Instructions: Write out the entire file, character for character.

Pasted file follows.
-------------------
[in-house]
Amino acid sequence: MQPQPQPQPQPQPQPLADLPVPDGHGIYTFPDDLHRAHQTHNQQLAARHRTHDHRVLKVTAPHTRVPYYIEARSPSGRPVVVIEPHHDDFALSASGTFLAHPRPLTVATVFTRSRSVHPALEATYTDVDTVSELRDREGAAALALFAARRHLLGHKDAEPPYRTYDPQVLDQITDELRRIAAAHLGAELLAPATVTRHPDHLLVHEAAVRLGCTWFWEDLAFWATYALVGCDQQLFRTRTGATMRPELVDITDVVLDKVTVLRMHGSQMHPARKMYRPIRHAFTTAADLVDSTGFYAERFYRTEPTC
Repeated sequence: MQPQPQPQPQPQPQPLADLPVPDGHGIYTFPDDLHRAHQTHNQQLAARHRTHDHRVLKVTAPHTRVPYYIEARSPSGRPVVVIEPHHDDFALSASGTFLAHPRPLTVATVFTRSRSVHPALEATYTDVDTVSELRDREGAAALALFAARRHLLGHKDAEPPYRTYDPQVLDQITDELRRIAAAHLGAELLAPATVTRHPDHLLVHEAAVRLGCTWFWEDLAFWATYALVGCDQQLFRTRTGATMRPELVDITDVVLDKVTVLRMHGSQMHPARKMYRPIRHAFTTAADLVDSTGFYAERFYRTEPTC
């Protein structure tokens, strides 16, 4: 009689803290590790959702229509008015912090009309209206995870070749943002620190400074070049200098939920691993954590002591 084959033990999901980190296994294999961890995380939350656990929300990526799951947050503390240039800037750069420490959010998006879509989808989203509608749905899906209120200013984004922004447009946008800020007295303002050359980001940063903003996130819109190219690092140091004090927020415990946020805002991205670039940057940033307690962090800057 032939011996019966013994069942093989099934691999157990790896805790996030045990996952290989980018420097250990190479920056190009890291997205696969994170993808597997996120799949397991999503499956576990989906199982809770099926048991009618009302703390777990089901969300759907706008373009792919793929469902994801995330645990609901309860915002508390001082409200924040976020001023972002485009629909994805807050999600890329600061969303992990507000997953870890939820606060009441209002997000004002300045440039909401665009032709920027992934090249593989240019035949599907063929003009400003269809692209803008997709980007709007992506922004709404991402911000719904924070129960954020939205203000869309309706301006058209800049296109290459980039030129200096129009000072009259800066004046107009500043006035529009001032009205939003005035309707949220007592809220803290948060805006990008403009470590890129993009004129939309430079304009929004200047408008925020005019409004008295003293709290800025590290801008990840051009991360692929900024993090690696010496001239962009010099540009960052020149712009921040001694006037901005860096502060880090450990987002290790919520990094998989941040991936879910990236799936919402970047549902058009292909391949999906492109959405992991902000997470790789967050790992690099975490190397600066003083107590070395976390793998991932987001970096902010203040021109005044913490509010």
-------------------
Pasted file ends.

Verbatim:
[in-house]
Amino acid sequence: MQPQPQPQPQPQPQPLADLPVPDGHGIYTFPDDLHRAHQTHNQQLAARHRTHDHRVLKVTAPHTRVPYYIEARSPSGRPVVVIEPHHDDFALSASGTFLAHPRPLTVATVFTRSRSVHPALEATYTDVDTVSELRDREGAAALALFAARRHLLGHKDAEPPYRTYDPQVLDQITDELRRIAAAHLGAELLAPATVTRHPDHLLVHEAAVRLGCTWFWEDLAFWATYALVGCDQQLFRTRTGATMRPELVDITDVVLDKVTVLRMHGSQMHPARKMYRPIRHAFTTAADLVDSTGFYAERFYRTEPTC
Repeated sequence: MQPQPQPQPQPQPQPLADLPVPDGHGIYTFPDDLHRAHQTHNQQLAARHRTHDHRVLKVTAPHTRVPYYIEARSPSGRPVVVIEPHHDDFALSASGTFLAHPRPLTVATVFTRSRSVHPALEATYTDVDTVSELRDREGAAALALFAARRHLLGHKDAEPPYRTYDPQVLDQITDELRRIAAAHLGAELLAPATVTRHPDHLLVHEAAVRLGCTWFWEDLAFWATYALVGCDQQLFRTRTGATMRPELVDITDVVLDKVTVLRMHGSQMHPARKMYRPIRHAFTTAADLVDSTGFYAERFYRTEPTC
């Protein structure tokens, strides 16, 4: 009689803290590790959702229509008015912090009309209206995870070749943002620190400074070049200098939920691993954590002591 084959033990999901980190296994294999961890995380939350656990929300990526799951947050503390240039800037750069420490959010998006879509989808989203509608749905899906209120200013984004922004447009946008800020007295303002050359980001940063903003996130819109190219690092140091004090927020415990946020805002991205670039940057940033307690962090800057 032939011996019966013994069942093989099934691999157990790896805790996030045990996952290989980018420097250990190479920056190009890291997205696969994170993808597997996120799949397991999503499956576990989906199982809770099926048991009618009302703390777990089901969300759907706008373009792919793929469902994801995330645990609901309860915002508390001082409200924040976020001023972002485009629909994805807050999600890329600061969303992990507000997953870890939820606060009441209002997000004002300045440039909401665009032709920027992934090249593989240019035949599907063929003009400003269809692209803008997709980007709007992506922004709404991402911000719904924070129960954020939205203000869309309706301006058209800049296109290459980039030129200096129009000072009259800066004046107009500043006035529009001032009205939003005035309707949220007592809220803290948060805006990008403009470590890129993009004129939309430079304009929004200047408008925020005019409004008295003293709290800025590290801008990840051009991360692929900024993090690696010496001239962009010099540009960052020149712009921040001694006037901005860096502060880090450990987002290790919520990094998989941040991936879910990236799936919402970047549902058009292909391949999906492109959405992991902000997470790789967050790992690099975490190397600066003083107590070395976390793998991932987001970096902010203040021109005044913490509010």